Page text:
Sunday, August 10, 2008

Indiana State Fair Re-cap -- In which we lose a seven year old, and find him again

Friday, the day we went to the State Fair, set a record for attendance. We got there early enough that the midway was wide open, with no waits for any of the rides the kids wanted to go on, but every other place we went was pretty crowded. Especially at the concessions stands.

The seven of us -- Meelyn, Aisling, Nanny, Poppy, Kieren, Dayden and I -- were leaving the Home and Family Arts Building, where many 4-H projects were displayed, to go to the Hook's Museum and Soda Fountain, which is always a fun place to visit. We were debating whether to walk under the portico of the Home and Family Arts Building, where we would be in the shade, but where we'd also have to go down a flight of steps; I was using my cane, but my knee was getting pretty hurty by that time, plus the ankle I smashed was sending up some warning signals of its own.

As we walked along, deciding, we finally thought we'd just walk in the sun to the corner of Main Street and State Fair Boulevard and go along the flat route. Dayden had been up in front of us, wildly flinging about an inflatable sword he'd won by playing High Striker, that hammer-and-bell carnival game. We were all keeping our distance because we'd all been poked by it several times, but he was right there in plain view.

However, the time came when we needed to consult a map, and while we were doing that, Dayden somehow wandered off under the portico while the rest of us walked on toward the corner. It was a very short distance to the corner, so we hadn't gone far at all when my mother sharply asked, "Where's Dayden?"

We all looked about us, but none of us saw a small blond boy in plaid board shorts and a red t-shirt that read "I Didn't Do It" on the front, carrying an inflatable sword as long as he was. If you've ever been in this situation with a child, you know the immediate sense of disaster that seizes you by the throat and makes it so hard to swallow. Or breathe.

My mother immediately whirled around and went back the way we'd come, calling his name. The rest of us stood like statues, shocked. Finally, I said, "Come on. Nanny went straight. Let's head over that way, in front of the building."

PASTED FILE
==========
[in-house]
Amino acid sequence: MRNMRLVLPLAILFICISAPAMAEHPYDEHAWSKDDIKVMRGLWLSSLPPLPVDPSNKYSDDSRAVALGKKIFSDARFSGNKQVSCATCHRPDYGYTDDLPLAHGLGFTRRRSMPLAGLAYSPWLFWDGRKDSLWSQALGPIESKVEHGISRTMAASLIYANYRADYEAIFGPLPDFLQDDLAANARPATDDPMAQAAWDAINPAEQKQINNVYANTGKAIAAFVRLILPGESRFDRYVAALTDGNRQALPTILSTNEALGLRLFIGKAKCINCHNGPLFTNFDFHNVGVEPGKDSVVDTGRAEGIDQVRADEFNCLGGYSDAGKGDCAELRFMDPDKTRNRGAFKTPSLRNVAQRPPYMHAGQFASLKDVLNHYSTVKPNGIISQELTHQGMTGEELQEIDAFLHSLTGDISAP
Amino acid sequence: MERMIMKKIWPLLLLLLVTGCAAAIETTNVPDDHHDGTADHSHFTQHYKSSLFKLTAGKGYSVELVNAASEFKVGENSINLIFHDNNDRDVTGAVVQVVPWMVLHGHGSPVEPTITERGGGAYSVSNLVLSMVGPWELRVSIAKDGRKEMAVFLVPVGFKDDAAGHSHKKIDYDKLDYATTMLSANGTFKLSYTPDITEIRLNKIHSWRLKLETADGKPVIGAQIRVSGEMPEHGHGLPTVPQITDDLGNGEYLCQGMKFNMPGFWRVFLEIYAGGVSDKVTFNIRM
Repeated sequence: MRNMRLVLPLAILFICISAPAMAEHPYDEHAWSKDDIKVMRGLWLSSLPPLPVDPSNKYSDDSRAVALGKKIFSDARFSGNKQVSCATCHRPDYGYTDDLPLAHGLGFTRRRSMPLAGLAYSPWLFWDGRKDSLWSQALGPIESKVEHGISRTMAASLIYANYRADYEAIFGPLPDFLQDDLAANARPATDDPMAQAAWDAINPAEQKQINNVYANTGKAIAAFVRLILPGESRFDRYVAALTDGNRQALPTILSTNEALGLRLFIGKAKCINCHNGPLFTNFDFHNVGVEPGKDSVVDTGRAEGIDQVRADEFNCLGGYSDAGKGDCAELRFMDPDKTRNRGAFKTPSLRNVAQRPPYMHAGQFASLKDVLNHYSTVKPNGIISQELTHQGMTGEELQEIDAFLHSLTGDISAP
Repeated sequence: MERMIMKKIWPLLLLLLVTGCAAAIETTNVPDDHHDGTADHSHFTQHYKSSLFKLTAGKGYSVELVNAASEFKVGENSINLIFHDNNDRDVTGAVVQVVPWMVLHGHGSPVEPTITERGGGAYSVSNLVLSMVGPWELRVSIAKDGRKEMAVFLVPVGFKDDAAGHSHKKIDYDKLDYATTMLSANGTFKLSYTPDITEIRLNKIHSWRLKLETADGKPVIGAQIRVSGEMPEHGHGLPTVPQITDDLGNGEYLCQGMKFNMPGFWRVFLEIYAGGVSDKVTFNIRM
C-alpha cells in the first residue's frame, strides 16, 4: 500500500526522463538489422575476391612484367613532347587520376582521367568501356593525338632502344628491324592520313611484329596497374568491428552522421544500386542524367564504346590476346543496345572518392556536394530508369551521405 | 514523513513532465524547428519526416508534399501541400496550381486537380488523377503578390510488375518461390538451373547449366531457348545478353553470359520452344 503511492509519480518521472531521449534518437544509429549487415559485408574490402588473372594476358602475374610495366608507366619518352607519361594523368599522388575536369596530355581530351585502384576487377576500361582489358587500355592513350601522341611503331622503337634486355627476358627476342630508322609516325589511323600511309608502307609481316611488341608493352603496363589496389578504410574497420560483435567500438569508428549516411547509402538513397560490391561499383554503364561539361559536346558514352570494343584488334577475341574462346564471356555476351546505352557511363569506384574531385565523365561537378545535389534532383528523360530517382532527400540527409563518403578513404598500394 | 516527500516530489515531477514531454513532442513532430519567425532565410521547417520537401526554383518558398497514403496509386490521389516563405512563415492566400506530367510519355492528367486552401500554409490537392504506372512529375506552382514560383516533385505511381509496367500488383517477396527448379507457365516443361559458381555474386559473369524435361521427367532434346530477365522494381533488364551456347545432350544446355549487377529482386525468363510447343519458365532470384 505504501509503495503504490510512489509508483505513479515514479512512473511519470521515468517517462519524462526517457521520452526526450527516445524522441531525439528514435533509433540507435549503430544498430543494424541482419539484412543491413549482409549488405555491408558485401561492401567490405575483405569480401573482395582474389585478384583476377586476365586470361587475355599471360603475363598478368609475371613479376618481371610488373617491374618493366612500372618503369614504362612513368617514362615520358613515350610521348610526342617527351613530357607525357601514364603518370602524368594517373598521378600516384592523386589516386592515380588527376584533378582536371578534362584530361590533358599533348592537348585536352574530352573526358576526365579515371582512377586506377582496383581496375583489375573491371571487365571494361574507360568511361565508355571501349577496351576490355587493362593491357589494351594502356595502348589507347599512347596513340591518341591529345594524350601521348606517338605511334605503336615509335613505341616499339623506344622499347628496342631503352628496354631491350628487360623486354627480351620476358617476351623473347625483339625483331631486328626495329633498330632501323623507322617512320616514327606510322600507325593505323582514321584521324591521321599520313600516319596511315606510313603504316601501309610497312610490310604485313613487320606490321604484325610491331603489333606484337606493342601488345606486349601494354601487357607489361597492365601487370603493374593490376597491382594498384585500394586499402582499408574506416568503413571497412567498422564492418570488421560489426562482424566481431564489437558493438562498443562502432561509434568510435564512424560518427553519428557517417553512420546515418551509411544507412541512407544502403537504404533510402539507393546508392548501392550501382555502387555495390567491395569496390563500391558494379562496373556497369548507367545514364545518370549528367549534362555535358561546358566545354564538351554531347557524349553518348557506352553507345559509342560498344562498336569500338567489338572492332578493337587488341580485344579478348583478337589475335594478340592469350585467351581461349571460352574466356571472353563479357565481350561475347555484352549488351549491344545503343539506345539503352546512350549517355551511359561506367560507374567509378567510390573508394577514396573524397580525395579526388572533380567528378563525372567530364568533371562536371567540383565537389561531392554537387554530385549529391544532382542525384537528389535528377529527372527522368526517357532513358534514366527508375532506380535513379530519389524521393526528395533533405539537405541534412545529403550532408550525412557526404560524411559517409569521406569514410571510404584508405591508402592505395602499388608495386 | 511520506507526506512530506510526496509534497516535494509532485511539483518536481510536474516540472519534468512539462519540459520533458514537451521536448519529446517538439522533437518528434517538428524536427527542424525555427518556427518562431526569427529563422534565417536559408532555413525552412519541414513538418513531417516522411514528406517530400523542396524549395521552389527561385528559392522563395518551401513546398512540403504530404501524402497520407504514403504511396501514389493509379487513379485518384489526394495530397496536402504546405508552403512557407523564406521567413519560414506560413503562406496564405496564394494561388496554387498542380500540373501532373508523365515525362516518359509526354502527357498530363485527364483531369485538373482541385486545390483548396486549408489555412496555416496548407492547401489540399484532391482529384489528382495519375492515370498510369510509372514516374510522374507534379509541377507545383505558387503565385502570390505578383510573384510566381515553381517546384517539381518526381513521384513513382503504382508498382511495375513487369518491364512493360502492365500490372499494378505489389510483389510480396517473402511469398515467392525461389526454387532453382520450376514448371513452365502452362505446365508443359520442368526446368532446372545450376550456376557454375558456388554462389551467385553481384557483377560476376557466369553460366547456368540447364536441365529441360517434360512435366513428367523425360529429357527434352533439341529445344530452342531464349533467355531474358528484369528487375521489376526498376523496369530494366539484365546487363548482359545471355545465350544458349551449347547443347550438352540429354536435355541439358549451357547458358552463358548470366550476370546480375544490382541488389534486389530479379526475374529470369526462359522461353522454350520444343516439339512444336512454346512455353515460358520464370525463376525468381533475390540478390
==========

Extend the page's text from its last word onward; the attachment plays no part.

Everyone followed, all of us scanning the crowds and calling his name. We fetched up beneath the portico, still calling and looking around. I was willing myself not to panic. Not. To. Panic. He'd been gone all of forty seconds -- although it seemed more like forty hours at that point -- and he couldn't have gone far.

"I SEE HIM!" Aisling screamed. "He's right down there! I see his shirt!"

"Where? Where?" I cried, swiveling my head around. "DAYDEN! DAYDEN!"

"He's down there, at the other end of the building! Do you want me to go get him?"

"Yes! Run!" I said, and Aisling took off like a shot. A few seconds later, she was leading Dayden back with her arm around his shoulders; I was absolutely stricken to the heart to see that he was sobbing, knuckling his fists into his eyes, his chest heaving.

"Dayden!" I called, and he looked up at me. I wish I could have run to meet him, I was so happy to see him. I held out my arms and he came to me; I wrapped my arms around him and held him as close as I could, kissing his sweaty little head and whispering, "It's okay. You're okay. You're not lost. We have you now. Jesus was watching over you and He helped us find you, honey. It's okay."

Long after his sobs stopped, he continued to shiver in spite of the heat and I said, "Do you want me to say a little prayer, that the Holy Spirit will bring you peace?"

"Yes," he said, his voice and chin trembling.

So I prayed. I don't even know what I prayed, but I was praying for myself as well as for him, I know that. It's amazing how easy it is to torture yourself with all the terrible what-ifs, even when a scary situation has been happily resolved.

Dayden's breathing began to slow down and I gave him one extra hug, just because he's at that age where he doesn't pass out hugs and kisses as generously as he did when he was about four. I let him go and stood up; everyone else was gathered close around us and everything was okay then.

We started off towards Hook's again and as we began walking, I asked Dayden, "Would you like to hold my hand?" His immediate response was a fervent "Yes!" and he clung to my fingers fiercely.

Aisling told us later that when she got down to where Dayden was, two elderly ladies were standing with him and they'd already summoned a state trooper, who was approaching when Aisling ran up shouting his name. I was so glad to know that concerned people had already noticed a small, scared boy wandering alone and that they'd quickly taken steps to reunite him with his family.

So as it turns out, those state troopers aren't just there to make sure you have butter on your corn, they're also there to find your nephew if you momentarily misplace him.

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